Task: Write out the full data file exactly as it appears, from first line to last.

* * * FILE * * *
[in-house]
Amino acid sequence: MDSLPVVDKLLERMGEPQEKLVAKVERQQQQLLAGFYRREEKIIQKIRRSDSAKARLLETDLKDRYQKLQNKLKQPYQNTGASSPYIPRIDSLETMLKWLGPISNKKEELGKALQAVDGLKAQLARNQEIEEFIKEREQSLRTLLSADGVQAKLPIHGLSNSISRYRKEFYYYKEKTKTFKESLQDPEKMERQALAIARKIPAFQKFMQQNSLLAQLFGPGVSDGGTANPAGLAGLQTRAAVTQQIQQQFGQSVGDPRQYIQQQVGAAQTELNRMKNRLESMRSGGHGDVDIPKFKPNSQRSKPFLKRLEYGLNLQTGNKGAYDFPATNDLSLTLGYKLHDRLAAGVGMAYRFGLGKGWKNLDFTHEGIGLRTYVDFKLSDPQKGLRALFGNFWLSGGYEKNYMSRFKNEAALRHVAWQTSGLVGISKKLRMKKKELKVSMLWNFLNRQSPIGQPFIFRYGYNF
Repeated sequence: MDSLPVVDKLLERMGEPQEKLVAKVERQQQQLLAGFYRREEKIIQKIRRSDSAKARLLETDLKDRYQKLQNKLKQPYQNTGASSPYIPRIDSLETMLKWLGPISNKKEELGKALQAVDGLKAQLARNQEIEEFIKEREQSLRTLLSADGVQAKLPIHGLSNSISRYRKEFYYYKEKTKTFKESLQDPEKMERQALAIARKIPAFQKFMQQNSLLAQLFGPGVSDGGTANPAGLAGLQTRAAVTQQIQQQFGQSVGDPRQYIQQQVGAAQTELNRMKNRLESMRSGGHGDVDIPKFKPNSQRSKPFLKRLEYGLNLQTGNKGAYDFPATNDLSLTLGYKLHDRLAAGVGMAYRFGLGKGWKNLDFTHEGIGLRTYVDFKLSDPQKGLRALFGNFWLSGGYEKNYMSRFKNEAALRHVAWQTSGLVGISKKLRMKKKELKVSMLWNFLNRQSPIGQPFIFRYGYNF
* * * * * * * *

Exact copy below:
[in-house]
Amino acid sequence: MDSLPVVDKLLERMGEPQEKLVAKVERQQQQLLAGFYRREEKIIQKIRRSDSAKARLLETDLKDRYQKLQNKLKQPYQNTGASSPYIPRIDSLETMLKWLGPISNKKEELGKALQAVDGLKAQLARNQEIEEFIKEREQSLRTLLSADGVQAKLPIHGLSNSISRYRKEFYYYKEKTKTFKESLQDPEKMERQALAIARKIPAFQKFMQQNSLLAQLFGPGVSDGGTANPAGLAGLQTRAAVTQQIQQQFGQSVGDPRQYIQQQVGAAQTELNRMKNRLESMRSGGHGDVDIPKFKPNSQRSKPFLKRLEYGLNLQTGNKGAYDFPATNDLSLTLGYKLHDRLAAGVGMAYRFGLGKGWKNLDFTHEGIGLRTYVDFKLSDPQKGLRALFGNFWLSGGYEKNYMSRFKNEAALRHVAWQTSGLVGISKKLRMKKKELKVSMLWNFLNRQSPIGQPFIFRYGYNF
Repeated sequence: MDSLPVVDKLLERMGEPQEKLVAKVERQQQQLLAGFYRREEKIIQKIRRSDSAKARLLETDLKDRYQKLQNKLKQPYQNTGASSPYIPRIDSLETMLKWLGPISNKKEELGKALQAVDGLKAQLARNQEIEEFIKEREQSLRTLLSADGVQAKLPIHGLSNSISRYRKEFYYYKEKTKTFKESLQDPEKMERQALAIARKIPAFQKFMQQNSLLAQLFGPGVSDGGTANPAGLAGLQTRAAVTQQIQQQFGQSVGDPRQYIQQQVGAAQTELNRMKNRLESMRSGGHGDVDIPKFKPNSQRSKPFLKRLEYGLNLQTGNKGAYDFPATNDLSLTLGYKLHDRLAAGVGMAYRFGLGKGWKNLDFTHEGIGLRTYVDFKLSDPQKGLRALFGNFWLSGGYEKNYMSRFKNEAALRHVAWQTSGLVGISKKLRMKKKELKVSMLWNFLNRQSPIGQPFIFRYGYNF